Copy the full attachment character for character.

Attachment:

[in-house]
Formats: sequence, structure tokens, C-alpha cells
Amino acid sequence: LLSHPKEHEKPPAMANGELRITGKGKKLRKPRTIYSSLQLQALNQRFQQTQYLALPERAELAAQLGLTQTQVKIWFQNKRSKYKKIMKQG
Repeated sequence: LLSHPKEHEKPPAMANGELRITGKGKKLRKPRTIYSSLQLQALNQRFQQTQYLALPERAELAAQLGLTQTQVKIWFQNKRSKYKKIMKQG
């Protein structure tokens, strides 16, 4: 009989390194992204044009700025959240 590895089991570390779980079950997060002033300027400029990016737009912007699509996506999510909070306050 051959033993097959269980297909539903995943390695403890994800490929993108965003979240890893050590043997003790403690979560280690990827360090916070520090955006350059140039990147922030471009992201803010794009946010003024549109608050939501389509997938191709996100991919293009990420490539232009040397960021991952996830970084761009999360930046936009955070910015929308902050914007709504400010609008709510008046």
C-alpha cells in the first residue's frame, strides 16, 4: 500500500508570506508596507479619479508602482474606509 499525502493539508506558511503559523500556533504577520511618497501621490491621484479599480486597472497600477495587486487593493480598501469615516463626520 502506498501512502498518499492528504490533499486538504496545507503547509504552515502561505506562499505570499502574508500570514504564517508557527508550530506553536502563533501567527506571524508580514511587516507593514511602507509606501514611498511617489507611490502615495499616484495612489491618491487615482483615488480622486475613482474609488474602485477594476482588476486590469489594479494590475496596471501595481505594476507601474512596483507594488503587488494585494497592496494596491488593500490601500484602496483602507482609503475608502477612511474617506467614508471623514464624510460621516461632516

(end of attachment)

[in-house]
Formats: sequence, structure tokens, C-alpha cells
Amino acid sequence: LLSHPKEHEKPPAMANGELRITGKGKKLRKPRTIYSSLQLQALNQRFQQTQYLALPERAELAAQLGLTQTQVKIWFQNKRSKYKKIMKQG
Repeated sequence: LLSHPKEHEKPPAMANGELRITGKGKKLRKPRTIYSSLQLQALNQRFQQTQYLALPERAELAAQLGLTQTQVKIWFQNKRSKYKKIMKQG
């Protein structure tokens, strides 16, 4: 009989390194992204044009700025959240 590895089991570390779980079950997060002033300027400029990016737009912007699509996506999510909070306050 051959033993097959269980297909539903995943390695403890994800490929993108965003979240890893050590043997003790403690979560280690990827360090916070520090955006350059140039990147922030471009992201803010794009946010003024549109608050939501389509997938191709996100991919293009990420490539232009040397960021991952996830970084761009999360930046936009955070910015929308902050914007709504400010609008709510008046």
C-alpha cells in the first residue's frame, strides 16, 4: 500500500508570506508596507479619479508602482474606509 499525502493539508506558511503559523500556533504577520511618497501621490491621484479599480486597472497600477495587486487593493480598501469615516463626520 502506498501512502498518499492528504490533499486538504496545507503547509504552515502561505506562499505570499502574508500570514504564517508557527508550530506553536502563533501567527506571524508580514511587516507593514511602507509606501514611498511617489507611490502615495499616484495612489491618491487615482483615488480622486475613482474609488474602485477594476482588476486590469489594479494590475496596471501595481505594476507601474512596483507594488503587488494585494497592496494596491488593500490601500484602496483602507482609503475608502477612511474617506467614508471623514464624510460621516461632516